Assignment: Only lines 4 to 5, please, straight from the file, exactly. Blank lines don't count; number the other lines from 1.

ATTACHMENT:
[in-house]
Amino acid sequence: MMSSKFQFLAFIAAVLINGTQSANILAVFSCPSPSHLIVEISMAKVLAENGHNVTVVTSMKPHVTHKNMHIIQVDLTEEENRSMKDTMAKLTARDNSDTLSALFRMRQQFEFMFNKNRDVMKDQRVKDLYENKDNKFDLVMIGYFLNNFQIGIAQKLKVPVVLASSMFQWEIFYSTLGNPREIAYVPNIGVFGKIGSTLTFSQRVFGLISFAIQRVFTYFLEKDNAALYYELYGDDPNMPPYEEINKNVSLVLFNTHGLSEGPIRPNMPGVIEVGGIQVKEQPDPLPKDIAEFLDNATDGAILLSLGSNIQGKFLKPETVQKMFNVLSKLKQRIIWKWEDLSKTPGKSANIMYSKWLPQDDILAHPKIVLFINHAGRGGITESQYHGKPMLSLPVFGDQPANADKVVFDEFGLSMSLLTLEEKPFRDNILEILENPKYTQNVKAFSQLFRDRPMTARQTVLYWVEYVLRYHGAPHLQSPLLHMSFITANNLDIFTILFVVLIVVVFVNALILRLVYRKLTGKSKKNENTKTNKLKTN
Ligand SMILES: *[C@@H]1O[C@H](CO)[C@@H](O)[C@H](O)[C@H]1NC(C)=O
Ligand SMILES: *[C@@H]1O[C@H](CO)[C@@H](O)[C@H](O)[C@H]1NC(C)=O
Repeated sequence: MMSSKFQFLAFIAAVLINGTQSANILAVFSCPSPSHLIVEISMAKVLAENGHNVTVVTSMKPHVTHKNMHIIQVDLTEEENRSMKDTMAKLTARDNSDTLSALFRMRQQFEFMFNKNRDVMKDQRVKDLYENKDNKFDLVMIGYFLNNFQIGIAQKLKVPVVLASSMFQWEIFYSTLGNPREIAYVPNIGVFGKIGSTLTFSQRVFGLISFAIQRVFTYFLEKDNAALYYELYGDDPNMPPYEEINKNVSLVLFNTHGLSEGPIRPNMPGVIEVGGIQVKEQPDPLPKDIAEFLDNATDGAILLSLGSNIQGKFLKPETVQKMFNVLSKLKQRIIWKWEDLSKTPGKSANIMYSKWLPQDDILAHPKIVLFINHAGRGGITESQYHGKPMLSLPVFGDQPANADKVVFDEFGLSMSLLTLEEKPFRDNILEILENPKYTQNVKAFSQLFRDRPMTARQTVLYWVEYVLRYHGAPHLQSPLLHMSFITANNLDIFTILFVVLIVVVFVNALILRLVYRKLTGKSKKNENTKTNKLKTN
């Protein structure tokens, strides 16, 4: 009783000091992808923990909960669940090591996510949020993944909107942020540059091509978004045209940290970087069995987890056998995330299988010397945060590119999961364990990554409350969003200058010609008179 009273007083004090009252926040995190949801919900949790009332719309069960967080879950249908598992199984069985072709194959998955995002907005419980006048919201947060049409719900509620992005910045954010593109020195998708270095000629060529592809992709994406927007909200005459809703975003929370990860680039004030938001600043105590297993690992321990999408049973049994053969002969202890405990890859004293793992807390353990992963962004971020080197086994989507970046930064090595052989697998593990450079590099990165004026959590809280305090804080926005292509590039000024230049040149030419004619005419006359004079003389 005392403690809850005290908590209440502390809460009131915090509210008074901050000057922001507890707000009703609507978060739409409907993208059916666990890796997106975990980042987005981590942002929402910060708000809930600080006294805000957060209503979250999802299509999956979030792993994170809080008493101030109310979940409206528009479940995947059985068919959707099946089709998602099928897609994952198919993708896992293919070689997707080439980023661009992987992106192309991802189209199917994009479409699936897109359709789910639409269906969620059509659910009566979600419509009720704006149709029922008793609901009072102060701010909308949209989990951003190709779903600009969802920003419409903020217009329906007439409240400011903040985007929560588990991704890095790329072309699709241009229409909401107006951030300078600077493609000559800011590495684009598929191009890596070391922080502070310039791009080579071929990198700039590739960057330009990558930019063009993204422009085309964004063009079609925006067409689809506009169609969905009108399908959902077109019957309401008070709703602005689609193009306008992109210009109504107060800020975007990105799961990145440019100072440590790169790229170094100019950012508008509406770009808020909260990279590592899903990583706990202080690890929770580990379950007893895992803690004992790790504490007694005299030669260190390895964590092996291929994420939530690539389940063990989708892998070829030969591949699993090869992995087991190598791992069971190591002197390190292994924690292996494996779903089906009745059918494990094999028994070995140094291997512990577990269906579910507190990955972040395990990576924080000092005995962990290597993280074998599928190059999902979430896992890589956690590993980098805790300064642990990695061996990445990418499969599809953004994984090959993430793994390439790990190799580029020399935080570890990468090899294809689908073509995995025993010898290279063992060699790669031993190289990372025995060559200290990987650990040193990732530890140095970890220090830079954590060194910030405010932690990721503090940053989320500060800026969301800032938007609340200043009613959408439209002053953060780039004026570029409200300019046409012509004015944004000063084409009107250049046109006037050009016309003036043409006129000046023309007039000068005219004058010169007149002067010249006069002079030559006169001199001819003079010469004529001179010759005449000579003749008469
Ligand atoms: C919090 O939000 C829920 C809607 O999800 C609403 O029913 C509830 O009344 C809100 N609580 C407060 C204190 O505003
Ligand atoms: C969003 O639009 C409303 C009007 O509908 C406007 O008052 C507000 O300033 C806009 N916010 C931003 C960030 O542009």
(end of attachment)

Ligand SMILES: *[C@@H]1O[C@H](CO)[C@@H](O)[C@H](O)[C@H]1NC(C)=O
Repeated sequence: MMSSKFQFLAFIAAVLINGTQSANILAVFSCPSPSHLIVEISMAKVLAENGHNVTVVTSMKPHVTHKNMHIIQVDLTEEENRSMKDTMAKLTARDNSDTLSALFRMRQQFEFMFNKNRDVMKDQRVKDLYENKDNKFDLVMIGYFLNNFQIGIAQKLKVPVVLASSMFQWEIFYSTLGNPREIAYVPNIGVFGKIGSTLTFSQRVFGLISFAIQRVFTYFLEKDNAALYYELYGDDPNMPPYEEINKNVSLVLFNTHGLSEGPIRPNMPGVIEVGGIQVKEQPDPLPKDIAEFLDNATDGAILLSLGSNIQGKFLKPETVQKMFNVLSKLKQRIIWKWEDLSKTPGKSANIMYSKWLPQDDILAHPKIVLFINHAGRGGITESQYHGKPMLSLPVFGDQPANADKVVFDEFGLSMSLLTLEEKPFRDNILEILENPKYTQNVKAFSQLFRDRPMTARQTVLYWVEYVLRYHGAPHLQSPLLHMSFITANNLDIFTILFVVLIVVVFVNALILRLVYRKLTGKSKKNENTKTNKLKTN